Victoria Monét supporting Ariana Grande on her 'Dangerous Woman Tour'Emma / Flickr

Starting her career as a prolific songwriter, penning countless hits for artists like Ariana Grande and Fifth Harmony, Victoria Monét has truly come into her own with the release of her debut album JAGUAR II. Underrated is an adjective that is often thrown around when discussing certain musicians and their discographies but, for someone who was often only mentioned in association with other artists, there is truly no better word to use.

JAGUAR II follows from Monét’s 2020 EP JAGUAR, a sultry project embracing themes of empowered sensuality. Both lyrically and sonically, this album continues in a similar vein, drawing inspiration from classic R&B and 70s soul.

“The lyrics of ‘Alright’ are laced with innuendos and are an ode to Monét’s sense of empowerment”

The opening track ‘Smoke’, featuring fellow R&B artist Lucky Daye, incorporates a bouncy funk style, with Monét singing about carefree moments smoking with friends. The track’s laid-back, witty lyrics (“Lucky and V Monét/Sound like a lucky date/Roll up and let it play/This that shit you smoke to”) blend seamlessly with a wavy bassline and horn arrangement to produce the jocular atmosphere that pervades the album.

On the next track, ‘Smoke (Reprise)’, the production is stripped back to focus on an acoustic arrangement and drum pattern. Lyrically, it mirrors the themes of its predecessor (“Let’s end this night on a high note/You go in then I’ll blow”). However, sonically, the emphasis is shifted onto Monét’s breathy vocals, creating a more intimate atmosphere. This track then seamlessly transitions into ‘Party Girls’ featuring reggae dancehall artist Buju Banton, which introduces a Caribbean-infused twist that adds variety to the record.

A duo of empowering tracks follows: ‘Alright’ (produced by the renowned Kaytranada) and ‘Cadillac (A Pimp’s Anthem)’. The lyrics of ‘Alright’ are laced with innuendos and are an ode to Monét’s sense of empowerment, evident particularly within the chorus (“Gon’ be on my shit tonight/No one on my hip tonight”). Conversely, ‘Cadillac (A Pimp’s Anthem)’ sticks to Monét’s traditional mid-tempo R&B sound without breaking new ground. It has its moments – the lyrics in the second verse are especially well-crafted – but it does not stand out the way ‘Party Girls’ or ‘Alright’ do.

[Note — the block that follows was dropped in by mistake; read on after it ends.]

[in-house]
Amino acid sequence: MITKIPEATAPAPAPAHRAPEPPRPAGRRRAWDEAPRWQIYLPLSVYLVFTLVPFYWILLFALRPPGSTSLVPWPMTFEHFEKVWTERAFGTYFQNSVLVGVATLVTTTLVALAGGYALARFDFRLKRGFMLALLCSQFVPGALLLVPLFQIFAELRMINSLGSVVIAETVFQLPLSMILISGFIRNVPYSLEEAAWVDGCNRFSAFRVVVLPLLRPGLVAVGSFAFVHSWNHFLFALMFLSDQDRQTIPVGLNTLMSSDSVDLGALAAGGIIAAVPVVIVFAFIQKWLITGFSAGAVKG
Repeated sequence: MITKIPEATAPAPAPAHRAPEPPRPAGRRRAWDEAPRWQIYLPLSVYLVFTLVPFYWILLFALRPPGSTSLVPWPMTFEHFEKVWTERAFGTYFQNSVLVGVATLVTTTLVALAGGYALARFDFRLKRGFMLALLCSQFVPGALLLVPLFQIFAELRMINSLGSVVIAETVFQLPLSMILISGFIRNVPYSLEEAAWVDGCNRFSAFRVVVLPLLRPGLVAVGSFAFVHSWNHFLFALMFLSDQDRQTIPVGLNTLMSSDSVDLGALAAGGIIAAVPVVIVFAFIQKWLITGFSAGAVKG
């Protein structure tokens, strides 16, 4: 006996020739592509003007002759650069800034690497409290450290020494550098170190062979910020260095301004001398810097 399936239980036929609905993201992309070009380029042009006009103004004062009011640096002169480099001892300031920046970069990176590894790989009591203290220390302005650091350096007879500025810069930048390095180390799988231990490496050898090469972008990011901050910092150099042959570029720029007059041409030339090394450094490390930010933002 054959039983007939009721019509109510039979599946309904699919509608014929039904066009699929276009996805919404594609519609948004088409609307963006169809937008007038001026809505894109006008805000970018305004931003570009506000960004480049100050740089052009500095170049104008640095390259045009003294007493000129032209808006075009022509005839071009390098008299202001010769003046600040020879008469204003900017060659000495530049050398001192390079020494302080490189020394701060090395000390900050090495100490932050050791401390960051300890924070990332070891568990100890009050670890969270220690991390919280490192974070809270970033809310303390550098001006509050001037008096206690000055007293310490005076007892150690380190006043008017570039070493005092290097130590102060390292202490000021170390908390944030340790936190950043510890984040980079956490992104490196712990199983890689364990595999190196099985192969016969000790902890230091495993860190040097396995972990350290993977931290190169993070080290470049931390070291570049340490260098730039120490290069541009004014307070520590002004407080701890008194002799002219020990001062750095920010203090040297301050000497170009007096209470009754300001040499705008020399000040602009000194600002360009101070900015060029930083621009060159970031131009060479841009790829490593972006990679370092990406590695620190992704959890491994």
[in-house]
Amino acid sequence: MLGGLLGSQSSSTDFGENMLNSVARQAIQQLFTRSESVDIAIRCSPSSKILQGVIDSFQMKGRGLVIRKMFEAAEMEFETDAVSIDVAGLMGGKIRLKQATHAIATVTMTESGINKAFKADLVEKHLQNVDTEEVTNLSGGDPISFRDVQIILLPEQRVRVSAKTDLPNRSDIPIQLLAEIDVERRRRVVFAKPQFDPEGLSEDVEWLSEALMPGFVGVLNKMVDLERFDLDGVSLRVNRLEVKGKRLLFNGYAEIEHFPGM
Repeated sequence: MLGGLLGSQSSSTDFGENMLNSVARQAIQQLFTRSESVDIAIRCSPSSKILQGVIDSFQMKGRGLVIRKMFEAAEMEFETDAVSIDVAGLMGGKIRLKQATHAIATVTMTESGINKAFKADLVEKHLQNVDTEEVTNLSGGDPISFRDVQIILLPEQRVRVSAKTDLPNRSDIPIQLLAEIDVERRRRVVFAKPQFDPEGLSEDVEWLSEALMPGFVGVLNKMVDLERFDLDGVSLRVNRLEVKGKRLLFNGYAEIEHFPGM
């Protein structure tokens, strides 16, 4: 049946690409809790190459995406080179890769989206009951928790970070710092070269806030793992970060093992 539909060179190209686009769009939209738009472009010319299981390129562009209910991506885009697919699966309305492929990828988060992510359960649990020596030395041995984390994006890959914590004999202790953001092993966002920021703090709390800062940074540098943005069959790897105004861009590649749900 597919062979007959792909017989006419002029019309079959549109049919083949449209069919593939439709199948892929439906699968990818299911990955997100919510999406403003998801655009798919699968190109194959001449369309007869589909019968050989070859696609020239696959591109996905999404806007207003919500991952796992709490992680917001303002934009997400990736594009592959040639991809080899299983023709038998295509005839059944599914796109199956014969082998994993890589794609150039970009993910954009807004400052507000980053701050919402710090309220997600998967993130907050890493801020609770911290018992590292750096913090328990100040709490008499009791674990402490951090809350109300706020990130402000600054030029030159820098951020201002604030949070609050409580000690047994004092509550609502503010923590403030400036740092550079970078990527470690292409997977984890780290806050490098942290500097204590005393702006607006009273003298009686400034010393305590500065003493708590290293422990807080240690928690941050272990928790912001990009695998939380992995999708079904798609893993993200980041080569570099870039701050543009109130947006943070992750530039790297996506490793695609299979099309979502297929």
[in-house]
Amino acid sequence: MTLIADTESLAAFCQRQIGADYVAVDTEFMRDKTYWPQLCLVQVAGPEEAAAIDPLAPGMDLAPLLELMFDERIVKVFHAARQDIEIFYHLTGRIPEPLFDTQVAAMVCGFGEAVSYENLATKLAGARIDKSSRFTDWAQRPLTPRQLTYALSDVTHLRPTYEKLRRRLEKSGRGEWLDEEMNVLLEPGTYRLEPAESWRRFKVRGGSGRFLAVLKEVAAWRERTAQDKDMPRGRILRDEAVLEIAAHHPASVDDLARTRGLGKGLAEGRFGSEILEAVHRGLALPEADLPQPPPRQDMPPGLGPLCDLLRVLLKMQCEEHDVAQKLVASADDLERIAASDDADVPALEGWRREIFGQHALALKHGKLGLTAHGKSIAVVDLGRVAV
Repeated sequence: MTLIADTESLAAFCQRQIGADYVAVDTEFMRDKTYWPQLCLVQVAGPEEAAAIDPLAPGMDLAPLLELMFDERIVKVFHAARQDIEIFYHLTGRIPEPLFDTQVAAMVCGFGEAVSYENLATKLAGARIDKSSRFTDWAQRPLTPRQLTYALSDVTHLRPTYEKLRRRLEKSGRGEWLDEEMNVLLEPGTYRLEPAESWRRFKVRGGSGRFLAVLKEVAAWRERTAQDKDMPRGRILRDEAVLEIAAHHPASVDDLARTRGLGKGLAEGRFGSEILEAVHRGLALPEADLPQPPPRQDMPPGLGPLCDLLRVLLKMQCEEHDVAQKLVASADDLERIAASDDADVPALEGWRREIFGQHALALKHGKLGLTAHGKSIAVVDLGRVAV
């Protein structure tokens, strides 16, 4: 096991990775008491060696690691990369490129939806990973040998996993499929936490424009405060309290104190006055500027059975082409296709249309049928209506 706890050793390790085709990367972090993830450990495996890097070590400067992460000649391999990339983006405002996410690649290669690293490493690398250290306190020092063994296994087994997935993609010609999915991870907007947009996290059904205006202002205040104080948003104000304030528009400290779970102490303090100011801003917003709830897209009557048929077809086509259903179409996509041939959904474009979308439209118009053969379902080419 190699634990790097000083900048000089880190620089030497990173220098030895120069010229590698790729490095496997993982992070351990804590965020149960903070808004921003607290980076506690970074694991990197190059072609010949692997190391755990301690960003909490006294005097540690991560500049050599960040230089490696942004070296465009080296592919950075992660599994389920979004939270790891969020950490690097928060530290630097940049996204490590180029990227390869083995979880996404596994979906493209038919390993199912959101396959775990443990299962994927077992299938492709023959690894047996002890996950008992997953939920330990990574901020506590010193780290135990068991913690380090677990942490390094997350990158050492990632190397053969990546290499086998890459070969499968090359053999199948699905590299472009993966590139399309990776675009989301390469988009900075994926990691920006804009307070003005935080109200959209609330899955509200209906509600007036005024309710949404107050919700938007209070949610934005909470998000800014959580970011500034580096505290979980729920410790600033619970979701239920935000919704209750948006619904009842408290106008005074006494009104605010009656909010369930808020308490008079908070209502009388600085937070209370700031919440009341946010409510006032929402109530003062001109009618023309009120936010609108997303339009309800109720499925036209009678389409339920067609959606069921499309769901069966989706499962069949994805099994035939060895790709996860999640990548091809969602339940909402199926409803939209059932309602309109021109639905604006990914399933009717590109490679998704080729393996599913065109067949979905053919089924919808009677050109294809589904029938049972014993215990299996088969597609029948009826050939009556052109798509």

“A 70s soul track, ‘Stop (Askin’ Me 4Shyt)’, is as hilarious as it is sonically pleasing”

‘How Does It Make You Feel’, a shimmering mid-tempo song with a lush string arrangement, emerges as the album’s strongest track. Centring around Monét asking her lover how it feels knowing she is so deeply infatuated with them, the song showcases Monét’s lyrical prowess through clever double entendres (“Just like the sand, I’ll always be for shore”) and smooth vocal accents within the chorus and bridge.

This high continues with the triumphant horn-laden track ‘On My Mama’, which Monét described to DORK as “the soundtrack to positive affirmations … Give yourself the words you need to hear because it’s true – you look good!” The song has the catchiest chorus on the entire album with an upbeat earworm of a hook (“I put that on my own mama, on my hood/I look fly, I look good”).

‘I’m The One’ takes a pensive turn, with Monét ruminating on how a potential partner could have been “the one” had they stayed with her. The brooding repetitions of “Love me, love me, love me” and the darker tone of the string arrangements in the outro set it apart amongst the tongue-in-cheek playfulness of the other tracks.

A 70s soul track, ‘Stop (Askin’ Me 4Shyt)’, is as hilarious as it is sonically pleasing. The lyrics centre around Monét’s frustration with her partner’s constant requests, featuring gems in the verses like “It ain’t even Christmas/And it ain’t your birthday”.


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JAGUAR II ends with two ballads, ‘Hollywood’ (featuring Earth, Wind & Fire, who are often cited as influences on Monét’s music, and her daughter Hazel) and ‘Good Bye’. Both tracks are wildly successful as album closers, with ‘Hollywood’ detailing how the simple aspects of life matter the most even in the midst of fame, while ‘Good Bye’ reflects on an amicable end to a relationship.

Fundamentally, ‘Good Bye’ encapsulates the bittersweet feeling of finishing JAGUAR II, a phenomenal album from start to finish. The level of skill and artistry on JAGUAR II, from the songwriting to its production, is reflective of a confident artist who has the creative capacity for exponential growth.